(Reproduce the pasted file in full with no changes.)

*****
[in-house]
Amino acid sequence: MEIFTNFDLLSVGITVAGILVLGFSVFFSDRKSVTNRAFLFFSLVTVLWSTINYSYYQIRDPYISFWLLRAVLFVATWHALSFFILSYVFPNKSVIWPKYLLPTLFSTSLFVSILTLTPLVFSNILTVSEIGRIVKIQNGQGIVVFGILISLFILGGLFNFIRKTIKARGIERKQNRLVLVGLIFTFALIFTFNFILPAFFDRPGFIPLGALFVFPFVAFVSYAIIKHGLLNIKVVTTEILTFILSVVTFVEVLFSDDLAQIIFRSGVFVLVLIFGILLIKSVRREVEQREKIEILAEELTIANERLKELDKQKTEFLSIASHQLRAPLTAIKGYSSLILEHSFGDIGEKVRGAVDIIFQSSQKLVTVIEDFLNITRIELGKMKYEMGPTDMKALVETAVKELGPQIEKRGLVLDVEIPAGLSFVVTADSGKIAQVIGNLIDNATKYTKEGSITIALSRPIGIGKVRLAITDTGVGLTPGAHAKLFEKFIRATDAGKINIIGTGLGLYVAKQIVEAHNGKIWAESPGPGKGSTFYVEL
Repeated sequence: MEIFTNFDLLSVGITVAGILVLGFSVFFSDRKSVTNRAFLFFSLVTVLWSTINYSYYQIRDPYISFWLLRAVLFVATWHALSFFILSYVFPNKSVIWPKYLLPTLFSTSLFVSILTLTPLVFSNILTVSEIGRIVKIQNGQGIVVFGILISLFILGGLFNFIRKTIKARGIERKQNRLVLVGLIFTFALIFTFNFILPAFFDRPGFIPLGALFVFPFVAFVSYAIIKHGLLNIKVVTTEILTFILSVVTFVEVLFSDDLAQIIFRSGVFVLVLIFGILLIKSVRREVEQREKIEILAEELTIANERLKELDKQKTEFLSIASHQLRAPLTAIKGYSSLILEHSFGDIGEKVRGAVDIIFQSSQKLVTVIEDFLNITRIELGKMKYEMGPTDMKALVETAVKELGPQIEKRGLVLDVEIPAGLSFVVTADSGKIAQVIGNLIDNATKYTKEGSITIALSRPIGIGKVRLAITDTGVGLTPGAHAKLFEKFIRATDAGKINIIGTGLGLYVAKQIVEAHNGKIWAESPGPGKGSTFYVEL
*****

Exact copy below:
[in-house]
Amino acid sequence: MEIFTNFDLLSVGITVAGILVLGFSVFFSDRKSVTNRAFLFFSLVTVLWSTINYSYYQIRDPYISFWLLRAVLFVATWHALSFFILSYVFPNKSVIWPKYLLPTLFSTSLFVSILTLTPLVFSNILTVSEIGRIVKIQNGQGIVVFGILISLFILGGLFNFIRKTIKARGIERKQNRLVLVGLIFTFALIFTFNFILPAFFDRPGFIPLGALFVFPFVAFVSYAIIKHGLLNIKVVTTEILTFILSVVTFVEVLFSDDLAQIIFRSGVFVLVLIFGILLIKSVRREVEQREKIEILAEELTIANERLKELDKQKTEFLSIASHQLRAPLTAIKGYSSLILEHSFGDIGEKVRGAVDIIFQSSQKLVTVIEDFLNITRIELGKMKYEMGPTDMKALVETAVKELGPQIEKRGLVLDVEIPAGLSFVVTADSGKIAQVIGNLIDNATKYTKEGSITIALSRPIGIGKVRLAITDTGVGLTPGAHAKLFEKFIRATDAGKINIIGTGLGLYVAKQIVEAHNGKIWAESPGPGKGSTFYVEL
Repeated sequence: MEIFTNFDLLSVGITVAGILVLGFSVFFSDRKSVTNRAFLFFSLVTVLWSTINYSYYQIRDPYISFWLLRAVLFVATWHALSFFILSYVFPNKSVIWPKYLLPTLFSTSLFVSILTLTPLVFSNILTVSEIGRIVKIQNGQGIVVFGILISLFILGGLFNFIRKTIKARGIERKQNRLVLVGLIFTFALIFTFNFILPAFFDRPGFIPLGALFVFPFVAFVSYAIIKHGLLNIKVVTTEILTFILSVVTFVEVLFSDDLAQIIFRSGVFVLVLIFGILLIKSVRREVEQREKIEILAEELTIANERLKELDKQKTEFLSIASHQLRAPLTAIKGYSSLILEHSFGDIGEKVRGAVDIIFQSSQKLVTVIEDFLNITRIELGKMKYEMGPTDMKALVETAVKELGPQIEKRGLVLDVEIPAGLSFVVTADSGKIAQVIGNLIDNATKYTKEGSITIALSRPIGIGKVRLAITDTGVGLTPGAHAKLFEKFIRATDAGKINIIGTGLGLYVAKQIVEAHNGKIWAESPGPGKGSTFYVEL